• Fast feedback and the ability to feel and see rewards: I call this “keeping score.” Team members want immediate feedback. They want to know how they’re doing and how they can get better. Be direct with them—and make it a regular habit. Whenever a team member runs a big meeting, I never say goodbye to them without letting them know how they did and suggesting two or three things they could do better. It’s awkward and overbearing at first. Why? Because we are not used to getting honest feedback unless, of course, it’s a sport. Then, a coach, even one who screams at you, is loved! Because she’s trying to make you better. So, after a meeting, give direct feedback, good and bad. Celebrate their successes, coach their areas to improve, and when they’re doing well, directly tie promotions and changes in compensation to the work they’ve done. Even better, where possible, tie rewards directly to key metrics. For example, any salesperson who sells 10 new clients in a quarter earns an extra week of vacation. Kind of like the character power-ups you got for completing a particular hard mission in a video game, but in real life.
• Generating epic meaning to be a part of something bigger: Collaborative video games have taught us that big goals create moments of epic achievement. Players love being a part of a team that works together to achieve an ambitious goal, whether it’s a bunch of Warcraft players getting together to complete a large raid or HALO players worldwide working together to rack up 10 billion enemy kills with real-time updates. People like being a part of something bigger that gives meaning to their individual actions. Even if they are make-believe. Imagine how much more powerful they could be if they were tied to reality. What if we built something at our businesses that advanced a shared mission? Health businesses can target specific health goals (e.g. 1,000 or more lives saved with specific shared testimonials). Construction companies can target a certain number of homes built (and share stories around the office with pictures of couples in their new homes). And technology companies can trade examples of how they help connect long lost friends or make romantic connections (perhaps a wall of wedding invitations). Promoting epic goals that aren’t directly tied to profits can drive excitement and motivation. Make sure everyone knows how they are helping get to that number and what they can do to get there even faster.
• Creating strong social connectivity with more time interacting with social networks: We know people are happier when they’re interacting and developing social networks. Author McGonigal breaks down the studies: Social interaction is one of the key things that drives online gaming and especially collaborative gaming. Our workplaces should be the same way. Let’s create a community beyond the occasional Town Hall. Every CEO should be thinking about what networks we can develop in our businesses beyond the usual office departments. Offices can spark communities around shared interests (a video game club, for example), shared goals (e.g. health and fitness or parenting) or helping others (such as a volunteering club focused on a specific goal). We can adopt schools, push each other to accomplish personal goals and make friendships that transcend a simple “hello” at the water cooler. At my last company, we paid people to complete volunteer projects in the community completely unrelated to work. And they came back so energized, we accomplished more in less time.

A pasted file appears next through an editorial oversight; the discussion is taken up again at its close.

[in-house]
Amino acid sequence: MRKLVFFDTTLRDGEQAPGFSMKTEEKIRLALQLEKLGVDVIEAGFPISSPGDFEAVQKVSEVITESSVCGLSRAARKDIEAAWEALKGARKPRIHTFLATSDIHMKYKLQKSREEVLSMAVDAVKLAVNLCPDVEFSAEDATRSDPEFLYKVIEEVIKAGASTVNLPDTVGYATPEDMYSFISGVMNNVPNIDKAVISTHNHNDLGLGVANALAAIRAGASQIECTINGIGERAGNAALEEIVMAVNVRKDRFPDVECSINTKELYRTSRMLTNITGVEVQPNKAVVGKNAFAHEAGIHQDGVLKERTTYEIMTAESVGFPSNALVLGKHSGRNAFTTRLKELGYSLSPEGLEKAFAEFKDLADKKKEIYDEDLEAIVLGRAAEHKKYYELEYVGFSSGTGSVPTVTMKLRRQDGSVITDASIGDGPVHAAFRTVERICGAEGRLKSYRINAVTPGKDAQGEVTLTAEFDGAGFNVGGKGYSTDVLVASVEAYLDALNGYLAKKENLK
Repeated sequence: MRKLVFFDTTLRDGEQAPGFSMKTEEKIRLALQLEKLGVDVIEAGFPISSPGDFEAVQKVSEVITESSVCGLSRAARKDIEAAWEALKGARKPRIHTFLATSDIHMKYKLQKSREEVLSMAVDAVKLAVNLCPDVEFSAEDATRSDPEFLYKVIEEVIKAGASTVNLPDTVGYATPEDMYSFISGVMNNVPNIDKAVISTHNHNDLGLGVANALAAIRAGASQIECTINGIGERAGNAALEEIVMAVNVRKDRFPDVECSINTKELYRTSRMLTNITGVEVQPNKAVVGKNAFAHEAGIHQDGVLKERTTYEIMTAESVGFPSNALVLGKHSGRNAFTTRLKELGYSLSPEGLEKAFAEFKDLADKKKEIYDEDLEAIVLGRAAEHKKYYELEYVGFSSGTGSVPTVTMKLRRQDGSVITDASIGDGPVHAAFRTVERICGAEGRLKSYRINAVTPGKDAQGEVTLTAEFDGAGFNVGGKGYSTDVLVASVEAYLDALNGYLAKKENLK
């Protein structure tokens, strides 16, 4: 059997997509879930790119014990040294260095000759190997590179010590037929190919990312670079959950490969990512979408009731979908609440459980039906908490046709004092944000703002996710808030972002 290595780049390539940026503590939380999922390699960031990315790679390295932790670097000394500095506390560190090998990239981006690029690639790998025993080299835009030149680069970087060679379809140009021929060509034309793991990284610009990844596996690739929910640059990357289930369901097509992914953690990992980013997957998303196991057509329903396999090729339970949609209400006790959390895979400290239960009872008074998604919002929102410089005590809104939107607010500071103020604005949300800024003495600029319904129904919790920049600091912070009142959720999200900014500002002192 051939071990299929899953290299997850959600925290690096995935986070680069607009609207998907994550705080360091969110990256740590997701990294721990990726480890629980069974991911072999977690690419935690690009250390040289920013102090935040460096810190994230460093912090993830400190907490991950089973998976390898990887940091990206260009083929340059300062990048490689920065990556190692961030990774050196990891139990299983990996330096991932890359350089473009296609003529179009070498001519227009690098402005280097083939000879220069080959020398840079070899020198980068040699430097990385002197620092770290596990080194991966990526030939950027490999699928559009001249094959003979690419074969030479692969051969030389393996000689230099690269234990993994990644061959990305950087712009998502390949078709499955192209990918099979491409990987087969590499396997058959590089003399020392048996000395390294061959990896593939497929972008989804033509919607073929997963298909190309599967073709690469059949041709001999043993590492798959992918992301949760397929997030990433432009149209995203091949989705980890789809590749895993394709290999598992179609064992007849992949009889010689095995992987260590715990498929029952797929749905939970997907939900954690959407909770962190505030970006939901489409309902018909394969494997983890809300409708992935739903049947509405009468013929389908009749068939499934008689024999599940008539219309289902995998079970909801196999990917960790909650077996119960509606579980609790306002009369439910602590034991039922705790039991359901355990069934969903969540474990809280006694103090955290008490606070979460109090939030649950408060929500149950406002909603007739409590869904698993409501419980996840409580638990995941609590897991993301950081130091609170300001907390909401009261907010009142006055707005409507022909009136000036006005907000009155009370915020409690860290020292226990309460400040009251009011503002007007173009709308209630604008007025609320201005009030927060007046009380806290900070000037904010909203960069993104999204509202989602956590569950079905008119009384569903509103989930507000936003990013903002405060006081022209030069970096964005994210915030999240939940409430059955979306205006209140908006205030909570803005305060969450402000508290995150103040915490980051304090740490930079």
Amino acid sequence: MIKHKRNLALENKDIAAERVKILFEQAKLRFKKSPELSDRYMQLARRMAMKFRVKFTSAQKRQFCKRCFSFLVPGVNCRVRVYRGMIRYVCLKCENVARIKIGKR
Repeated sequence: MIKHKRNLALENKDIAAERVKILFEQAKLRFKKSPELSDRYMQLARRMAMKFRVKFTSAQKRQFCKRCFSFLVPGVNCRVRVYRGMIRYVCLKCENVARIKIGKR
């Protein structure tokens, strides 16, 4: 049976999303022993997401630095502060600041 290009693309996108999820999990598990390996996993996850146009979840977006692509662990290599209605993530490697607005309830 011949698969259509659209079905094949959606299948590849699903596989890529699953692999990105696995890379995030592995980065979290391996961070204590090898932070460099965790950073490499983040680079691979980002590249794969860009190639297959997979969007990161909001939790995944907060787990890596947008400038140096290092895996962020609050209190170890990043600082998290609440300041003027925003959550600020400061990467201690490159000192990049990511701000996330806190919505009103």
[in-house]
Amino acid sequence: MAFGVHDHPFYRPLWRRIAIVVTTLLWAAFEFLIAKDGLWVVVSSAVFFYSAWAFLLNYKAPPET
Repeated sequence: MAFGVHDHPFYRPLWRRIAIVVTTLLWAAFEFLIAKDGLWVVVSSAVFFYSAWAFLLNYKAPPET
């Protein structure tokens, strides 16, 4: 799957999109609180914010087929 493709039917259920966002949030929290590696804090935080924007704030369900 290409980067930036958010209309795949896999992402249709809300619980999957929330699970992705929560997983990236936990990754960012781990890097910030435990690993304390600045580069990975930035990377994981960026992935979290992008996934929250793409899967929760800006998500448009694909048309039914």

Video games may seem trivial at first. After all, you can end up spending a vast amount of time jumping over fireballs in a castle trying to rescue a princess. But they shed light on what we’re missing at many of our workplaces: fun, excitement and human bonding that build strong communities. By taking some of these elements from games and putting them into our workplaces, we just might add a little more meaning—and a thrilling sense of accomplishment—to what has become for many a daily grind.
Reality Is Broken helps break us out of the static thinking that has too often dominated business. We have always been told business is serious and can’t be considered a game if we want to succeed, but perhaps that’s backwards. By making business more game-like, we’ll be following the quintessential business goal: playing to win.